By Marsala Rypka (CelebrityScribe.com, reposted with permission)
When I think of weddings, I can’t help but think of Lionel Richie. The reason is because when I got married in 1983 (I’m blessed to be married to the same man for 27 years) the first song my husband, Steven and I danced to was a Lionel Richie song. Actually, that’s not exactly right. I couldn’t make up my mind between “Endless Love” and “Truly,” so much to my husband’s dismay, I chose both songs. Needless to say it was a long first dance.
Flash forward to April 2010. I’m scheduled to interview Lionel for the June “Wedding” issue of Luxury Las Vegas magazine and I’m hoping that he will be as wonderful as I imagine, or else memories of my wedding day will be tainted.
Everything is set and then I get a phone call pushing the interview back to the following week. No problem. I understand celebrities have very busy lives and anything can happen at the last minute to change their plans. Now we’re scheduled to talk on April 16, the very day Lionel is supposed to arrive in New York from Geneva, Switzerland.
That worries me. Anyone who’s ever flown international (Many years ago I was a TWA International flight attendant) knows about flight delays and jet lag, and I wonder if the interview will actually take place.
I expected a delay or jet lag, but never, and I mean never, in my wildest dreams did I think that on April 16, 2010, an enormous, menacing cloud of volcanic ash from Iceland would blanket much of the sky across northern and central Europe, causing thousands of international flights to be canceled.
As reported in the New York Times, there was chaos as people traveling within Europe did everything they could to get to their destinations. Some took trains, some took buses, and some rented cars; while those who had to cross the Atlantic had to just sit tight and wait.
LESSON: When unexpected things happen in life, it doesn’t help to panic or get angry. Hope for the best and be prepared for the worst. Do what you can to remedy the situation and find a solution. If it’s out of your hands, then all you can do is change your attitude. Accept what’s happening and go with the flow.
Of all days for a volcano to spew ash, I thought. As it turned out Lionel’s personal assistant, Michael called me and said that their flight had been delayed, their route had changed, but thankfully their plane was one of the last allowed to leave Europe.
Michael said that the interview would have to be pushed back a couple of hours, but that it would definitely happen. If I loved Lionel Richie before, I TRULY loved him even more now!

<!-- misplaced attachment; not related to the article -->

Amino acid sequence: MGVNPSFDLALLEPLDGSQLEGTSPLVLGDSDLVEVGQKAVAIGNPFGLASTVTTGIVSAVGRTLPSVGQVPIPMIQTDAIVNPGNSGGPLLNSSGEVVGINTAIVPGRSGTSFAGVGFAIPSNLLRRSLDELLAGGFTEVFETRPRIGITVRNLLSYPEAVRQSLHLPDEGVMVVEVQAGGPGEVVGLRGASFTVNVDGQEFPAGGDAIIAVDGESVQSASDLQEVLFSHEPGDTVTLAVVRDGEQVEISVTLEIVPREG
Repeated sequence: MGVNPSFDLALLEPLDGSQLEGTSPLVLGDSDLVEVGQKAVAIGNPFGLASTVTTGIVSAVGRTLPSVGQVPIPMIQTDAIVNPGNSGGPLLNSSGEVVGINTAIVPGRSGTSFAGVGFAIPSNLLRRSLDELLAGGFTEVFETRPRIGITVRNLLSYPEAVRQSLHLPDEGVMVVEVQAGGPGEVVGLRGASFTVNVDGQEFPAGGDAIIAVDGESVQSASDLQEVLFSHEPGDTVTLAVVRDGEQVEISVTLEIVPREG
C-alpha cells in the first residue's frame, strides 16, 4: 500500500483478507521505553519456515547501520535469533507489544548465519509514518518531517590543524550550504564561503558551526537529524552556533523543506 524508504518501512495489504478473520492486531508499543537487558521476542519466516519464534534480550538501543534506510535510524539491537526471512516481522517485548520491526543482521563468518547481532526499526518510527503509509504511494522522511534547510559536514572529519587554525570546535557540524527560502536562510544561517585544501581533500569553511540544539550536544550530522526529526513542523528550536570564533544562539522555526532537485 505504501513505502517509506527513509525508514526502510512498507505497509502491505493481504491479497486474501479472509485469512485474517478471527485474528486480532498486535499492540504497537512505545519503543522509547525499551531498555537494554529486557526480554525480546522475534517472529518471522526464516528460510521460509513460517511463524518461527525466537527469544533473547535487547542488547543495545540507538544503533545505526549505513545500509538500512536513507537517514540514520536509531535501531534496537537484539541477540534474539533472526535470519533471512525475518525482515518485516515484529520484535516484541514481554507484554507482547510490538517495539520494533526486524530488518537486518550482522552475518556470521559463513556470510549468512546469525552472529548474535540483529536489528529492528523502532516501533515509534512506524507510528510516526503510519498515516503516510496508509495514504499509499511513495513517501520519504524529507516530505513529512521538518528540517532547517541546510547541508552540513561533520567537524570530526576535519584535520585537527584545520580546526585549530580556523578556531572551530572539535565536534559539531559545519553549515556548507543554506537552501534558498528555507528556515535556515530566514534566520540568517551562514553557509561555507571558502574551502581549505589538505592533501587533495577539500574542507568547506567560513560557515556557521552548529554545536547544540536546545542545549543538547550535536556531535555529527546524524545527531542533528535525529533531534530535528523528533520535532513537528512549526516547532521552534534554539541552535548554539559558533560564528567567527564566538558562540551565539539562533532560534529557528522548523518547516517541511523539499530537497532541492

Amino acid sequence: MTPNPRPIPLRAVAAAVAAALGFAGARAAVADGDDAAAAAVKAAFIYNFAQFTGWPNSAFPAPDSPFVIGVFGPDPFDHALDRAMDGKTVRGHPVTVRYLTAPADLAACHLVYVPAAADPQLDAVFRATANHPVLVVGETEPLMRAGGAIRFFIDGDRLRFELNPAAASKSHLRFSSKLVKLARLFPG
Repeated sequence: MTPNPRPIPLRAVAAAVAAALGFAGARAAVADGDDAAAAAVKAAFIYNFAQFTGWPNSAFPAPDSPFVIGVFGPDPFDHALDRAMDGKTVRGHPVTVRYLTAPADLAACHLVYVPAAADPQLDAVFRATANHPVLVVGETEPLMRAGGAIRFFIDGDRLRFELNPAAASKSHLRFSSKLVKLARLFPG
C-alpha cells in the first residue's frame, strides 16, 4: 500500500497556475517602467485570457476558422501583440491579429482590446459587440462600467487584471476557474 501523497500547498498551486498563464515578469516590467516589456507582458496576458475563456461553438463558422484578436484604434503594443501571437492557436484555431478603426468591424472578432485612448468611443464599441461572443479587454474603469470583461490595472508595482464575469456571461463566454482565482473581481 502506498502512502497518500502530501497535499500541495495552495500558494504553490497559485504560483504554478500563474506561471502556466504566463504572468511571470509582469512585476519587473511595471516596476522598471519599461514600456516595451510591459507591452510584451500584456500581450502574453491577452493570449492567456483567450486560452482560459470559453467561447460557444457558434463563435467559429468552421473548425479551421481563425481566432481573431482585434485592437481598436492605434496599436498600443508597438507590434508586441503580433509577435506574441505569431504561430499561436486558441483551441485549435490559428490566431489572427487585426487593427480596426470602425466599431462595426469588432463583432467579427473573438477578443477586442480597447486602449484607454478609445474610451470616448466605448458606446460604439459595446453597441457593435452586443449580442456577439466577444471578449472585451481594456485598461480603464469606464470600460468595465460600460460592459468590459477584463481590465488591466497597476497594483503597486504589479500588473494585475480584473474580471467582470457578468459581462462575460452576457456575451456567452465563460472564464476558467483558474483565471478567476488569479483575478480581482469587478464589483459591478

Sure enough at the appointed time, that recognizable voice came on the line. “Well, we’ve only been trying to do this forever,” Lionel joked. “I thought maybe you’d start to think I didn’t exist.”
We were off to a great start. So far the wonderful memories of my wedding day were still intact.
Lionel Richie and I were like two old friends having the most amazing, relaxed conversation. From the moment we started talking until we hung up two hours later it was “Easy Like Sunday Morning.” No pun intended but I could have talked with him “All Night Long.”
He shared some fascinating and touching stories about growing up during the Civil Rights movement in Tuskegee, Alabama and about the Tuskegee Airmen, America’s first black military airmen. He told me what he is passionate about and what makes him angry. He spoke with reverence and humor about the people who influenced his life. He talked candidly and with obvious love about his relationship with his daughter Nicole and his two other children, Sofia and Miles. He talked about how music can bridge the gap between people on opposite sides of the world and create a commonality. He spoke of Michael Jackson, “We Are the World,” what he’d like to do in the future and so much more.
Shortly after the magazine came out with Lionel’s interview, I took my friends Thomas and Deborah to see him at Caesars Palace where he was performing for two nights. Before the show we went backstage to say hi and once again I wasn’t disappointed. He greeted me with a big smile and an even bigger hug. He said he loved the article and we laughed and talked for about ten minutes before we were escorted to our seats only moments before Lionel walked out on the stage and rocked the house.
There were over 4,000 people at The Colosseum that night, yet Lionel created such a feeling of intimacy, as if he was entertaining you in his living room. It didn’t matter if he was sitting at the piano singing a Commodore ballad like “Ballerina Girl,” “Penny Lover,” “Sail On,” “Three Times a Lady;” or if he was bringing the crowd to their feet with something upbeat like “Running with the Night. The songs went on and on and every one was a hit.
I’m always looking for the gift in my interaction with people, because everyone brings something to the table. Reflecting on my conversation with Lionel, one of the things that most impressed me is how fully present he was. He was engaged as well as engaging. He was so animated that when I asked him one particular question he said, “Wow. Wow. Wow! What a great question!” What a great response.
LESSON: Be with people in a way that you would like them to be with you. Are you warm and friendly? Do you ask questions and show an interest in what others are doing? Or do you hold back and wait for someone else to initiate the conversation? Or even worse is the conversation always about you?
I will always cherish the memories I have of my time with Lionel. Even more important, the memories I have of my wedding day are “Still” just as wonderful.
My interview with Lionel Richie is available online.